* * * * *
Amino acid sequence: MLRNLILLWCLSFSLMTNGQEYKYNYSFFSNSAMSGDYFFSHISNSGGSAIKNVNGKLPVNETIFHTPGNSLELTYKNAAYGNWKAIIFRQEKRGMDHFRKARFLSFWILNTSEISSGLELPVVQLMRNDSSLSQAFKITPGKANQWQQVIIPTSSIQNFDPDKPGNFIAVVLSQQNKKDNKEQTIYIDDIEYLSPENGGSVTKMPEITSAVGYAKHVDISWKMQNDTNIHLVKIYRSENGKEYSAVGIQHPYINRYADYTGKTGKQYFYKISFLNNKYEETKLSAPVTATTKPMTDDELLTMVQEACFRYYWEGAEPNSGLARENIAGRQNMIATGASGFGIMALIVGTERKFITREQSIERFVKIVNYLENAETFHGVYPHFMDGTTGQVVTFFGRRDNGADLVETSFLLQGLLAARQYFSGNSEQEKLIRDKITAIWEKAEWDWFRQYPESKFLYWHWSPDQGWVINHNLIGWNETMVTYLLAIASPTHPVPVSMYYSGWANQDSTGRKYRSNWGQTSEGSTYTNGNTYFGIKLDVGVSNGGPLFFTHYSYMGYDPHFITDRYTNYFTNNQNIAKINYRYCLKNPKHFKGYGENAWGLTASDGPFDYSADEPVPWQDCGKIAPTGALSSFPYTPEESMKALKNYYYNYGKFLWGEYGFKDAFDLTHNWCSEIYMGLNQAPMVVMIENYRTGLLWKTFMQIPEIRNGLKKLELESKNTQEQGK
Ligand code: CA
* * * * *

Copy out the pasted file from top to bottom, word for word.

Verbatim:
Amino acid sequence: MLRNLILLWCLSFSLMTNGQEYKYNYSFFSNSAMSGDYFFSHISNSGGSAIKNVNGKLPVNETIFHTPGNSLELTYKNAAYGNWKAIIFRQEKRGMDHFRKARFLSFWILNTSEISSGLELPVVQLMRNDSSLSQAFKITPGKANQWQQVIIPTSSIQNFDPDKPGNFIAVVLSQQNKKDNKEQTIYIDDIEYLSPENGGSVTKMPEITSAVGYAKHVDISWKMQNDTNIHLVKIYRSENGKEYSAVGIQHPYINRYADYTGKTGKQYFYKISFLNNKYEETKLSAPVTATTKPMTDDELLTMVQEACFRYYWEGAEPNSGLARENIAGRQNMIATGASGFGIMALIVGTERKFITREQSIERFVKIVNYLENAETFHGVYPHFMDGTTGQVVTFFGRRDNGADLVETSFLLQGLLAARQYFSGNSEQEKLIRDKITAIWEKAEWDWFRQYPESKFLYWHWSPDQGWVINHNLIGWNETMVTYLLAIASPTHPVPVSMYYSGWANQDSTGRKYRSNWGQTSEGSTYTNGNTYFGIKLDVGVSNGGPLFFTHYSYMGYDPHFITDRYTNYFTNNQNIAKINYRYCLKNPKHFKGYGENAWGLTASDGPFDYSADEPVPWQDCGKIAPTGALSSFPYTPEESMKALKNYYYNYGKFLWGEYGFKDAFDLTHNWCSEIYMGLNQAPMVVMIENYRTGLLWKTFMQIPEIRNGLKKLELESKNTQEQGK
Ligand code: CA